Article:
SNMP support for Python under Windows

Peter Hansen peter at engcorp.com
Thu Jul 10 02:35:57 CEST 2003


WIWA wrote:
> 
> I did two things, both unsuccessfull:
> 
> 1) If I install the pySNMP modules under lib/site-packages and then
> type sth like:
> from pysnmp import session it gives the error message "ImportError: No
> module named pysnmp". The same happens if I unstall pySNMP directly
> under the lib directory. Installs in this context means 'copy paste'
> the *.py files of the pySNMP distribution.

I misled you the first time, but have since taken another look 
at the installation to see how it works.  In order to import
anything from a package (roughly, a set of .py files that includes an 
__init__.py file), you need to put those files in a directory
which is named for the package (e.g. pysnmp in this case) _and_ 
which is available in sys.path.  (Do "import sys" and "sys.path"
to see the list.  You probably have lib/site-packages in that
list, so just put all the PySNMP files under it in a folder called
pysnmp.)

> - Do I need to explicitly mention in my script where pySNMP is
> installed?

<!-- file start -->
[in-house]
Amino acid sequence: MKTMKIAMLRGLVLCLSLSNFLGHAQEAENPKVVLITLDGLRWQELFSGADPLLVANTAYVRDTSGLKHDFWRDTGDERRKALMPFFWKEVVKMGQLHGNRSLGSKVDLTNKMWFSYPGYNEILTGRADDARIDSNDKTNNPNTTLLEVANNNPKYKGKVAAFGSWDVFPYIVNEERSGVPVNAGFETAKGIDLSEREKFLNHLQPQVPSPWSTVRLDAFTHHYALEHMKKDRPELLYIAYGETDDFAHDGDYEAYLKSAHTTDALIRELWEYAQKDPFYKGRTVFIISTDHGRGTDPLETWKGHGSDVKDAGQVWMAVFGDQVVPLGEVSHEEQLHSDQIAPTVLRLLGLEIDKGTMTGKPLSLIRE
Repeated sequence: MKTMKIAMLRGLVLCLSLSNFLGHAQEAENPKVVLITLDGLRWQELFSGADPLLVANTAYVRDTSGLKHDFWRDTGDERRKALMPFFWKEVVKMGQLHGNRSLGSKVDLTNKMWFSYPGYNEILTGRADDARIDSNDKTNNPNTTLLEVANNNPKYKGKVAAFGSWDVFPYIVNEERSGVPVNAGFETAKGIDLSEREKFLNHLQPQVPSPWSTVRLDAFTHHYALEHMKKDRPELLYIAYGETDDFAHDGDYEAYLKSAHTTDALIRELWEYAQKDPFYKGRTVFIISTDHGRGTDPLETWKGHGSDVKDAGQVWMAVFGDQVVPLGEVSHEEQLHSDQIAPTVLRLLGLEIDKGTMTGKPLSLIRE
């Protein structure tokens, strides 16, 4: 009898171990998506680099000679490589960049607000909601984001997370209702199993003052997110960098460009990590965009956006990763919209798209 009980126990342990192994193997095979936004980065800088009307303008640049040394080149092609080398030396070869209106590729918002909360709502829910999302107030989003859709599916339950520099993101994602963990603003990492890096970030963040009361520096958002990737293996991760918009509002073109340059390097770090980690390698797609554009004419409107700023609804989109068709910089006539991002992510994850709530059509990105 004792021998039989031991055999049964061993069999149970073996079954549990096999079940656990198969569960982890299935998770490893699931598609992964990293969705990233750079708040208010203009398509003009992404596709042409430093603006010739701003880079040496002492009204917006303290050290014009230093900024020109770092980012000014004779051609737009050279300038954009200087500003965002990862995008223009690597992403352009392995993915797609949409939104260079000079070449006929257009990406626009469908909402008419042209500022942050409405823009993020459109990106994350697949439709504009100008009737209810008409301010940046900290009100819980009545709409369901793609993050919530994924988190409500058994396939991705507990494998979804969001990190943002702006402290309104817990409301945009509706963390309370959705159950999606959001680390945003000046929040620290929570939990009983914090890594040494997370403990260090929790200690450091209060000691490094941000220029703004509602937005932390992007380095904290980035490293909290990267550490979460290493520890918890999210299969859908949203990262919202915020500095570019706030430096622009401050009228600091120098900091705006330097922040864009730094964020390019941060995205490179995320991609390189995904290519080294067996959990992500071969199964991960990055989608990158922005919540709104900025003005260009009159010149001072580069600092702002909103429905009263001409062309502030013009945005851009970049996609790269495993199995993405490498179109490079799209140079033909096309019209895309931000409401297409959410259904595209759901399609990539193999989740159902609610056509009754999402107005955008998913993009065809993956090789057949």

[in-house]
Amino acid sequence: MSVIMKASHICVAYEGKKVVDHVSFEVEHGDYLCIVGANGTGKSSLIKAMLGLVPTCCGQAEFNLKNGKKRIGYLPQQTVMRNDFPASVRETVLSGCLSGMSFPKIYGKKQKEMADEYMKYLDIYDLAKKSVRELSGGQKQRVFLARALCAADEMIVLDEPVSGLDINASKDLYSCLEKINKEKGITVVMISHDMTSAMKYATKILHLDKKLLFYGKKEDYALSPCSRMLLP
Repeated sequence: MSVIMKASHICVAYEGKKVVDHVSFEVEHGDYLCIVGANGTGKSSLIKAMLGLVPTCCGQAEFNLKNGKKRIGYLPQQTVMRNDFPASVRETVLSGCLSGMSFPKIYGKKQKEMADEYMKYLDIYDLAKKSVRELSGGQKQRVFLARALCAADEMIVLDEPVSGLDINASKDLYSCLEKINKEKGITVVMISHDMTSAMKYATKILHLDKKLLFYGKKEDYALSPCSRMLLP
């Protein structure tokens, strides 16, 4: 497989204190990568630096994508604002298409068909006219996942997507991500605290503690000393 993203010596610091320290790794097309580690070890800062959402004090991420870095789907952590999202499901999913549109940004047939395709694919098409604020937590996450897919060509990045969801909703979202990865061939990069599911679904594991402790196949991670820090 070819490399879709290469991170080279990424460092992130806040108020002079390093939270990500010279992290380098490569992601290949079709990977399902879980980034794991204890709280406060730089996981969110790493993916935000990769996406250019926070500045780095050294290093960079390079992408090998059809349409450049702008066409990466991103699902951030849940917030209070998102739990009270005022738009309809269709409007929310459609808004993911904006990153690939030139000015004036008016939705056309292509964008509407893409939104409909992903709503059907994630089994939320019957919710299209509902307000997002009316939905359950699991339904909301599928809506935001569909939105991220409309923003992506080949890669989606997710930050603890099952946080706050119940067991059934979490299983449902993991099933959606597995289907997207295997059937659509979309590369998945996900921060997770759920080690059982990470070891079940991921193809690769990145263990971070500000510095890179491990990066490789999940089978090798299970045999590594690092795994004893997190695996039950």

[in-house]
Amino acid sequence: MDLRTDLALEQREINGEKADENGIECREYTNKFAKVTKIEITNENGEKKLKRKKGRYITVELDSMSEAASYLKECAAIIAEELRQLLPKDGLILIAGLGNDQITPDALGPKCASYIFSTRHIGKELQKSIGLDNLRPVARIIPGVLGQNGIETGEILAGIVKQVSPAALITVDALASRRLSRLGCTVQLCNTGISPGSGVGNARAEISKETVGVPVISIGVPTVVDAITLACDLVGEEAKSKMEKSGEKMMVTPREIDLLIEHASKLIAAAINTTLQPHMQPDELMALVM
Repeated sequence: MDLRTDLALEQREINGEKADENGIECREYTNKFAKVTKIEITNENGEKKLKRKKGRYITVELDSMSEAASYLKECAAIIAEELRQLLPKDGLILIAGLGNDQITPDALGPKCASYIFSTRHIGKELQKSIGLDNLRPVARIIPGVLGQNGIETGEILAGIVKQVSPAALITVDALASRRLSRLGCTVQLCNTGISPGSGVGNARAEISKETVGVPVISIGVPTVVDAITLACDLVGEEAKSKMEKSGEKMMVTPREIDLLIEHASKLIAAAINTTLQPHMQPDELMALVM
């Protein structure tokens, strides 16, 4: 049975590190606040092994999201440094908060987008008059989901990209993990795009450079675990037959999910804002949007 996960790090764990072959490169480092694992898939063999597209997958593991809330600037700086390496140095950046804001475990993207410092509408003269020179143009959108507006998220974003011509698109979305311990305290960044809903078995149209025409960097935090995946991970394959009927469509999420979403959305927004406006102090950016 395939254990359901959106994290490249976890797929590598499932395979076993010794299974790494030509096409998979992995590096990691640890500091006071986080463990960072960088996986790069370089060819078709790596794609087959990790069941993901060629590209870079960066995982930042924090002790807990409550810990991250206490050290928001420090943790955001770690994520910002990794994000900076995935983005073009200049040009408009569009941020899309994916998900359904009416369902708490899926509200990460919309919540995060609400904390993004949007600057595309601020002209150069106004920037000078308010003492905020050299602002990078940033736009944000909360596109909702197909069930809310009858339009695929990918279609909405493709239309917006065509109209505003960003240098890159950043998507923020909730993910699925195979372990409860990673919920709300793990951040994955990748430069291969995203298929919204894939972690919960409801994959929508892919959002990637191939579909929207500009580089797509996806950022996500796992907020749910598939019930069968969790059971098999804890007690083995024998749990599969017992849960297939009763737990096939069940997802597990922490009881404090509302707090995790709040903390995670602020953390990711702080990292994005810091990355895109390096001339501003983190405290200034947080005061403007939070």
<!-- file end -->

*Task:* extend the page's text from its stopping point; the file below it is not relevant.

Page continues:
Not if it's in a folder called pysnmp that is itself in one of the
sys.path folders, or under the current folder.

> 2) I installed distutils 1.0.2 for Windows and it installed into the
> Python directory. So ar so good, I think...

Distutils is included in Python so you probably didn't need to do 
that, and maybe shouldn't have.  I'm not sure whether that will have 
broken the standard distutils.  It's repairable if it did.  On my
Python 2.2.1 setup here, the standard distutils is v1.0.3.

> I go to DOS prompt and go to the directory where disutils is installed
> and type in python setup.py install, but DOS replies:
> 'Python is not recognized as an internal or external command, program
> or batchfile".

Now that's a different problem.  You need python.exe to be findable
from the DOS PATH.  The simplest approach might be to check the FAQ
entry at http://www.python.org/cgi-bin/faqw.py?req=show&file=faq08.018.htp

As a test of the pysnmp installation, without having to change PATH
at all, change to the Python directory ("cd \python" or whatever)
and run the interactive interpreter ("python") and just type 
"import pysnmp" to see if it works.

> System coordinates are Windows XP. Python version is 2.2.2 and pySNMP
> is version 3.0.0.

Should all be no problem, although I suspect instructions in that
FAQ entry may be a little light on XP advice.  Let us know if you
see any area that could be improved so others can benefit from this
exchange...

-Peter




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